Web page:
In my earlier post 12 essential steps to plan your return to paid work with confidence, Step 9 is to Negotiate the Household Arrangements
What is included in the household arrangements?
Household arrangements includes everything from housework, DIY, managing children’s afterschool activities, to emergency childcare arrangements.
Various studies in recent times show that, despite all the talk of the modern Dad and equality in the home, responsibility for the majority of the household chores still falls to the woman. This is supported by a study from the European Social Survey (ESS).
What do you think? Is it OK that a mum (or dad) takes responsibility for the majority of the chores while she is on a career break? What happens in reality though? In my personal experience (and that of some of my clients) is that the Dad feels he has every right to have ‘leisure’ time at the weekend. After all, he’s worked long hours all week to provide for his family. So maybe he spends Saturday on the golf course, or spends Sunday morning out on his bike with friends. While the mum gets to spend yet another day at home with the children. When does mum get a break? To do something different, to do something more grown up. The bulk of the household management, budgeting and chores tend to fall to the stay-at-home parent and that seems to make sense, as long as mum (or the stay-at-home parent) has some ‘me’ time too.
Have the discussion before you go back to work
When you go back to paid work, it is essential to sit down with your partner and ‘renegotiate’ the household arrangements. Think back to before you had children. Were you responsible for everything? If yes, how did that work out? How did it feel? If no, what has changed? What needs to change now?
In my family, we did this the other way round – I went back to work and my husband was the stay-at-home parent for a few years. When he went back to work, albeit part-time, we changed some of the arrangements. Even now he does the food shopping, the cooking and most of the ironing and cleaning. I am responsible for ‘remembering’ everything – who has an Inset day, who needs their PE kit, making sure everybody is up and dressed in time for school, organising birthday parties, Christmas card lists …
It might sound a bit too professional or corporate to negotiate the arrangements but, let’s be frank, it takes two to make a baby. It makes sense to have the discussion before you go back to work. Ask your partner to suggest what chores he will take responsibility for. Be direct. Men and women communicate differently. Be aware of that. It is not enough to simply list out what needs to be done and expect the man to work out what he needs to do. You need to be specific or ask him to be specific. Men tend to assume that if something needs doing, you will ask. Whereas women tend to assume that if something needs doing, he will offer.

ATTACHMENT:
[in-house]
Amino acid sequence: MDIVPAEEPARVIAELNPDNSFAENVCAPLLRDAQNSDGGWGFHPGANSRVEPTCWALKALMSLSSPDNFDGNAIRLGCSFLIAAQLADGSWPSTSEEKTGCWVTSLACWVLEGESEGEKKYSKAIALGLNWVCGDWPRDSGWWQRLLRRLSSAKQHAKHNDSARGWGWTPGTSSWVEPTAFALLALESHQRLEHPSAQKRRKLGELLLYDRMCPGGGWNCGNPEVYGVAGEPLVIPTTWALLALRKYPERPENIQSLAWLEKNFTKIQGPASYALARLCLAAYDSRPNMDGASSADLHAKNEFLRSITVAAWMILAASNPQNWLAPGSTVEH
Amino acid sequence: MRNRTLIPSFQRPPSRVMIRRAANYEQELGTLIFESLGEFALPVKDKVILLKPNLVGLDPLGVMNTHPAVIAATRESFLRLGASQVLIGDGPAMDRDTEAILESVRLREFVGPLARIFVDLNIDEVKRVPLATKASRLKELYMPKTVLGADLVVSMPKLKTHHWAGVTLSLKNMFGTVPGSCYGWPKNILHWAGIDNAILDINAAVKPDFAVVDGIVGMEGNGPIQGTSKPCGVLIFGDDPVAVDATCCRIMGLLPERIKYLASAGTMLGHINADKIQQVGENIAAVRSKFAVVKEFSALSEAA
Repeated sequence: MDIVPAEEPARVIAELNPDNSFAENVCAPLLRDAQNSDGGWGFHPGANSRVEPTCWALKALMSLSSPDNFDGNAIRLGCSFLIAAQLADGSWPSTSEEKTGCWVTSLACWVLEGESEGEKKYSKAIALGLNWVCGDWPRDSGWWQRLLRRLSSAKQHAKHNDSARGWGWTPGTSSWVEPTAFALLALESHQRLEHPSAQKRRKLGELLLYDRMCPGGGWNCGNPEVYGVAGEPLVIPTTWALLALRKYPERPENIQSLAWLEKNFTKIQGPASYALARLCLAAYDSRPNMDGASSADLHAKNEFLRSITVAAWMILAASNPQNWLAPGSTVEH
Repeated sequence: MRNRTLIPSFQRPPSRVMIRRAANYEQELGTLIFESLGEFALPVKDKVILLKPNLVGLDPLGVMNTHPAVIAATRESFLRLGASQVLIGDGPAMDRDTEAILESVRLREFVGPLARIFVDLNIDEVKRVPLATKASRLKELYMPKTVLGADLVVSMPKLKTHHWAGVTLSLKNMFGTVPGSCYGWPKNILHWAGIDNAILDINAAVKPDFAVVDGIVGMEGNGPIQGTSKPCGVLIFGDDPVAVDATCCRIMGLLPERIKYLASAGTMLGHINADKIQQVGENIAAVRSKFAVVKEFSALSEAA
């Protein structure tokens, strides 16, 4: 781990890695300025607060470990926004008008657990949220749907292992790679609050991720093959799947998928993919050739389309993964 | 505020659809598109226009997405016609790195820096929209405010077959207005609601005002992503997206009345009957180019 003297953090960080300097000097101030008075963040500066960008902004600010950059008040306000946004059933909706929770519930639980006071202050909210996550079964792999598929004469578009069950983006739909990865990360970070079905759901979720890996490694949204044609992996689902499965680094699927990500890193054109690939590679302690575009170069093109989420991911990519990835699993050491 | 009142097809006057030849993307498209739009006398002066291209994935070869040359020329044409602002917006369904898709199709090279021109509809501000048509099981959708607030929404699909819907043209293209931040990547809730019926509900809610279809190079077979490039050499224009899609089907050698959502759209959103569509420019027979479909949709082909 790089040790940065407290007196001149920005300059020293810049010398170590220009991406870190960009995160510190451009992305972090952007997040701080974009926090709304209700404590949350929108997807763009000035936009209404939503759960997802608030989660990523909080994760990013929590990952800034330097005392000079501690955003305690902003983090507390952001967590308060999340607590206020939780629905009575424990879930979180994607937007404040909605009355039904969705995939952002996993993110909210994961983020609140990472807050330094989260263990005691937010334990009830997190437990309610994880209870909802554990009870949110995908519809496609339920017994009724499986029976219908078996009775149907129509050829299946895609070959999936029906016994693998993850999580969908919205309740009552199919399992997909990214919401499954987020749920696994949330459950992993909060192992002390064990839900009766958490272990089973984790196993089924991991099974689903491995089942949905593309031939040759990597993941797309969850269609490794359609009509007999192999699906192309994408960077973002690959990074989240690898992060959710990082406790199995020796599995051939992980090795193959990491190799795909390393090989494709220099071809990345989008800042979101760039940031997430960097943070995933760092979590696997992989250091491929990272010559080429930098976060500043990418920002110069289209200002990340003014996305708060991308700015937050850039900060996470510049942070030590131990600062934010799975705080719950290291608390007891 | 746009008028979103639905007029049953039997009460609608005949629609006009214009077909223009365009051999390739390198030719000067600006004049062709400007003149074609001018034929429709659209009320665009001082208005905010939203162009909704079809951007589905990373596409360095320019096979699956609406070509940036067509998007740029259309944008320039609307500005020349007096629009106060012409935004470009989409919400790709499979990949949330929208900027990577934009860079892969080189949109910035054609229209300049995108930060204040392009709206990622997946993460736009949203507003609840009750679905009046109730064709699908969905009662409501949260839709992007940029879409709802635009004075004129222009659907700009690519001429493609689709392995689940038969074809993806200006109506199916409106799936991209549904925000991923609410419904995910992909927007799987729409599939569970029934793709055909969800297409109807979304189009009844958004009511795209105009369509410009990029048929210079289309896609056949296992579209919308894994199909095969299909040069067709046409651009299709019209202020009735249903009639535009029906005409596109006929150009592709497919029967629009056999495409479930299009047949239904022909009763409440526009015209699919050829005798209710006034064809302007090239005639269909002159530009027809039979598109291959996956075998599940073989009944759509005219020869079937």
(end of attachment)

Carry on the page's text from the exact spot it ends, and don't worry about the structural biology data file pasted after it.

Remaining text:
Don’t wait until you’re exhausted and worn out from trying to manage the household and going back to work. Far better to have this conversation when you are feeling positive and calm so that it doesn’t turn into an outraged ranting session.
What can you outsource?
Think about “outsourcing” too. What can you ask somebody else to do for you e.g. ironing or cleaning? Don’t forget to include this cost into step 7 “Do the maths”.
Don’t forget the emergency childcare arrangements
It’s not just the household chores you need to discuss. What will happen if one of your children is sick and can’t go to nursery or school? Will you be using a childminder? What will happen if she is ill? Who will stay at home? Will this depend on who has what meetings or clients? It is far better to have the discussion in advance – because it will make it easier to discuss if, or rather when, the worst happens.
Never too soon to start planning
If you are a mum who’s taken a career break, and now you want to go back to paid work, these 12 essentials will get you started on the journey to go back to work with confidence. It’s never too soon to start planning.
Feeling overwhelmed? Don’t know where to start? Lack confidence? Need help?
If you know you WANT to go back to work, but you also know that you NEED SOME HELP, book a call to find out how I can help you. If you’ve reached that stage of trying to work it out on your own – go back to your previous career, change career or start a new business – and you’re just feeling completely overwhelmed or driving yourself nuts going round and round in circles AND you’re also smart enough to know that the best plan is to get some help, let’s talk. Click here to find a time that works for you.
My programmes are designed to help you identify the exact steps you need to take, when AND in which order. You will update your LinkedIn profile, refresh your CV, start networking, get clarity on what’s most important to you, and create a realistic and positive action plan to go back to work with confidence.
I am here to support you every step of the way. Most months I run free online training on this and similar topics – don’t miss out – sign up here and I’ll send you a reminder in advance.